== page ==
He would be 98 years old if he were alive today. And if passion alone stirred the veins, he still would.
At the age of 14, he left school and his father left home, conscription being another tumult of family life in 1940 France. He was a boy shaped by war, determined to find the joy in life beyond winners, losers and conflict. He would find his mission in food, though his choices suggest he never forgot the glory of winning.
Paul Bocuse was born in Lyon in 1926. The room in which he was born, was the room in which he slept throughout his adult life, despite having the means to live in palaces and the connections to commune with kings. He would die in that same room, at the age of 91.
A person who enters and departs the world within the same four walls is a person deserving of attention. One does not die in one’s maternity suite by chance.
‘What should I do in Lyon?’ , I asked Chloé, a young Parisienne, born with light in her eyes. We were hiking the same route in south central France, walking through the same fields growing delectable ingredients, and now around the same table, sharing the simple homemade cooking of our ‘gîte d’étape’ hostess.
‘Bocuse’, she said immediately. ‘You must dine at a Bocuse restaurant. Each one has its own cuisine, so you can choose, and you’ll have more than one experience if you wish’.
At the age of 18, Paul Bocuse was drafted to the army, spending time in Germany and Italy, before being injured in Alsace, and finally demobilised in Paris in 1945.
This was a key moment in his life – in which a man can go to seed, reinvent himself, or dig into his essence.
«Truant ou honnête », as he said. Them be the choices.
The end of war became the beginning of self – and he chose learning, stimulus and innovation, within the family domain of food.
Reading the word ‘Bocuse’, my anglophone eyes autocorrect to ‘Because’.
And this is the theme in my head as I arrive to L’Est, a Bocuse Brasserie in Lyon’s 6th District, set in an old train station with the theme of gastronomic exploration. What is it about this man that makes him so revered by generations in France?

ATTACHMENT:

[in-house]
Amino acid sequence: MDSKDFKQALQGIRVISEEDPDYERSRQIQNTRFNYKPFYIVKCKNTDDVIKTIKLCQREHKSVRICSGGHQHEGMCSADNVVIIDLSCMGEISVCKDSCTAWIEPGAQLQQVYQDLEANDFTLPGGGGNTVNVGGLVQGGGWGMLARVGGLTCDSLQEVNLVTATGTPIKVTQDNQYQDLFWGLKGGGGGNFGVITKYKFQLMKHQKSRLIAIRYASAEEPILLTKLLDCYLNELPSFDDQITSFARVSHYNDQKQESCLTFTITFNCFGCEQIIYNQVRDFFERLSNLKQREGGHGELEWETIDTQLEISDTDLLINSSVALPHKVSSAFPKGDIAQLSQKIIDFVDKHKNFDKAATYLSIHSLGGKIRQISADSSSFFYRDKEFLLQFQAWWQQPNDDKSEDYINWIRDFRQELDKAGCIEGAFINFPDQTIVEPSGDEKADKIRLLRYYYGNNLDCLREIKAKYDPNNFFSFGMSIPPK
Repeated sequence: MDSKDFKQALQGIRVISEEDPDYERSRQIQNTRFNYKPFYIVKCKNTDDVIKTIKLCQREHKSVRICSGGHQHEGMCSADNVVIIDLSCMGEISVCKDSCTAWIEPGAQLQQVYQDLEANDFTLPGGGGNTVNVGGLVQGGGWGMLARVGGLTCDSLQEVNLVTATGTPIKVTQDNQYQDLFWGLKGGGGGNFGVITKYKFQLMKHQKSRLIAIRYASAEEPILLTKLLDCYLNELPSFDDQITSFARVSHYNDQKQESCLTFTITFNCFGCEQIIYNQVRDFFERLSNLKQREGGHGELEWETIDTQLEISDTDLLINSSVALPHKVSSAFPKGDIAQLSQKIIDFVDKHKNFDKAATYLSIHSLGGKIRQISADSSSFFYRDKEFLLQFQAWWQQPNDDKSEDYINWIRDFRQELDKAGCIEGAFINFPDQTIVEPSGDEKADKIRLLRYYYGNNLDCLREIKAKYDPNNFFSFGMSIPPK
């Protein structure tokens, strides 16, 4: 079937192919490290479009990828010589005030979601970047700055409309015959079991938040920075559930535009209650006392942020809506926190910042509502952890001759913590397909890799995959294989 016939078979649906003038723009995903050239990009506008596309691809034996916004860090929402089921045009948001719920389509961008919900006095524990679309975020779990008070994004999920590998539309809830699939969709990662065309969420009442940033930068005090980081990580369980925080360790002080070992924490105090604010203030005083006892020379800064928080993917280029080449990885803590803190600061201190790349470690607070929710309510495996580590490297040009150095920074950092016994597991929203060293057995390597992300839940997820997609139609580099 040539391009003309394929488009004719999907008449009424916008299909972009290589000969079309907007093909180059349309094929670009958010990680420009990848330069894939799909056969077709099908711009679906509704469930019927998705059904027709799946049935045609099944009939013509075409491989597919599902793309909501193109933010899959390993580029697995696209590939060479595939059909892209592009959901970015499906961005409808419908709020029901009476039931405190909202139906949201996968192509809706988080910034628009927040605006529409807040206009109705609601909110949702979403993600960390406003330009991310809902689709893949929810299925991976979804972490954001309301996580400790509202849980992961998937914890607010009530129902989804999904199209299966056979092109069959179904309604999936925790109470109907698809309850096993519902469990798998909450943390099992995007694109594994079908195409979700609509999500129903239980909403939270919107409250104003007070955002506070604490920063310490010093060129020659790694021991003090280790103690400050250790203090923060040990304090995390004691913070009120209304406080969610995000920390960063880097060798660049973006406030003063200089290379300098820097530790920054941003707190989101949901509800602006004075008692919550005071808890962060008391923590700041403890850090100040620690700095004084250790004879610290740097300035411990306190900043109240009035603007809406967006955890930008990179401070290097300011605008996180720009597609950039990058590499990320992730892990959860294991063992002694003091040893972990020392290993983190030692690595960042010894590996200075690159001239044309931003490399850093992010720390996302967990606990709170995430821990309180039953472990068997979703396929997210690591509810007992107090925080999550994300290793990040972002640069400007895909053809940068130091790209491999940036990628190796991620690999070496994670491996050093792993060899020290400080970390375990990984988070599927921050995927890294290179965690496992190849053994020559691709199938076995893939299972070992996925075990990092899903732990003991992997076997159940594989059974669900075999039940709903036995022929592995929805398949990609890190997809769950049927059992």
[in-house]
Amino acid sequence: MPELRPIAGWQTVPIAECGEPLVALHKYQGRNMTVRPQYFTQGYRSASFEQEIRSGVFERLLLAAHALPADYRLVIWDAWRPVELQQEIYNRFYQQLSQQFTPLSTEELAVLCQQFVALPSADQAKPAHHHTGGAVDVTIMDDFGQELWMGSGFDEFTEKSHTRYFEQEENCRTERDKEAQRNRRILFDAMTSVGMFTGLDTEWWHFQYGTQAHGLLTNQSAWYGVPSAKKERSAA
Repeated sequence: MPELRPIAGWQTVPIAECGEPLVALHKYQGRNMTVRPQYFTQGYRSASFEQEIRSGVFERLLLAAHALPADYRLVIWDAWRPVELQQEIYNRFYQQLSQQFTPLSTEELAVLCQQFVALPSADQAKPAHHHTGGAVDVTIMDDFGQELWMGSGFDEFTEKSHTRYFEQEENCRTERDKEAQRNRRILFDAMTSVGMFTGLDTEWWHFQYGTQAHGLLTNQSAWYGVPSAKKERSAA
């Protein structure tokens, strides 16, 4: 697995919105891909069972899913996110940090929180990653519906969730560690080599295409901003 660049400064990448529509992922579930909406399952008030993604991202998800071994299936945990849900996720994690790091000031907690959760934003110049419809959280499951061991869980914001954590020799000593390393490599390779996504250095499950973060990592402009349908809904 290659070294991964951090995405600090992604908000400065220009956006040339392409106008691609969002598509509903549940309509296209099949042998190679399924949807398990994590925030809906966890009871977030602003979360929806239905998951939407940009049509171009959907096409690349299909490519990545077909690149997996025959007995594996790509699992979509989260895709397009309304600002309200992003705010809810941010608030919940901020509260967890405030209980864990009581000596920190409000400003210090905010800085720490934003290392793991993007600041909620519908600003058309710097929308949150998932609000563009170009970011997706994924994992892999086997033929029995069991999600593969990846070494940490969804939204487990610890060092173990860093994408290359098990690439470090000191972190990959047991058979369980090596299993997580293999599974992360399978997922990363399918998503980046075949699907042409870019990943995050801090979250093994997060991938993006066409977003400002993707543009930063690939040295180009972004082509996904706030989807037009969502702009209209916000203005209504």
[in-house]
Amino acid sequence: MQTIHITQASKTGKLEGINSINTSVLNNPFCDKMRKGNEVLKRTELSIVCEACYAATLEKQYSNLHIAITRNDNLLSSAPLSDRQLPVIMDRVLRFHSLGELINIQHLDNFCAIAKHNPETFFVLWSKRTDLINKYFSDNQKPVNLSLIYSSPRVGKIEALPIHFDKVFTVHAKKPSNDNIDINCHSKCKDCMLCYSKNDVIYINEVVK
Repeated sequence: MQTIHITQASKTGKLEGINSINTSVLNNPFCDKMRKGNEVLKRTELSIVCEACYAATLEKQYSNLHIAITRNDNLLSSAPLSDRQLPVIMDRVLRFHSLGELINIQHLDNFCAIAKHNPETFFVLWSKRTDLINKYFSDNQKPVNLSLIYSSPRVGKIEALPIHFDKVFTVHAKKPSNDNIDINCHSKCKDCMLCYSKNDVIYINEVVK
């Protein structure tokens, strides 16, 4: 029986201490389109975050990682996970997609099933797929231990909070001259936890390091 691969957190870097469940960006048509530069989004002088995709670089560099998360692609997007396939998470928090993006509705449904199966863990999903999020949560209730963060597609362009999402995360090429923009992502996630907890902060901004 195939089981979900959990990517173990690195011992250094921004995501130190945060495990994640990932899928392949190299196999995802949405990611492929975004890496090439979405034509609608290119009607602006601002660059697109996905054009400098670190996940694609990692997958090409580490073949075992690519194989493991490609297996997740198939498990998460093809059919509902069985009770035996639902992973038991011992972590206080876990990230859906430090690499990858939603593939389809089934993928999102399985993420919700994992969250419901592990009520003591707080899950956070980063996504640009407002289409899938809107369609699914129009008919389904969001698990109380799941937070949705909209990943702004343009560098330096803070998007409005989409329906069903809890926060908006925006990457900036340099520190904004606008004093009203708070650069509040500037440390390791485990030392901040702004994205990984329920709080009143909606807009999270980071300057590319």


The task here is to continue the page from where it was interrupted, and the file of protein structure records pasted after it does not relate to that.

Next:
Bocuse is famous for elevating the status of the chef, for venerating the role of ingredients (whether procured by farming or poaching), and for his essential insight that the dining experience is way more than what’s on the plate. Pleasure is derived from the detail, he believed, including how clean your waiter’s shirt might be, and how fresh your table’s flower.
Although my food in L’Est was simply wonderful – fresh, in season, sensorial, generous, beautiful – it is something beyond that which strikes me most.
I began to notice that every waiter looked me straight in the eye. Every person I interacted with, and there were perhaps five or six, not just found my eyes, but smiled from the eyes.
Paul Bocuse, a natural storyteller, recounts meeting a German diner in his Lyon restaurant in the 80s. Part of the establishment’s decor featured a photo of a destroyed bridge, one of the city’s remnants of war.
His guest timidly called him over to share an act of contrition, pointing to the wall-hanging… ‘When I was 18 years old, Monsieur Bocuse, I was part of the bombing raid which destroyed your bridge’.
They smiled, shook hands and took a photo together, in full bonhomie. Indeed, Bocuse invited the German to return for a second mission, on the basis that the bridge had been gloriously reconstructed, and was back doing an outrageously good job.
Every nation nurtures characters who, forged through its sorrows, embody its essential joy.
In 2011, Bocuse was awarded the title of ‘Chef of the Century’ by his peers, and is considered the father of gastronomy by the French people.
Perhaps the ‘because’ in ‘Bocuse’ is more philosophical than gastronomical. Stripped to the core, his big idea was this: serving people lies at the centre of dining, because great food flows in the presence of high intent.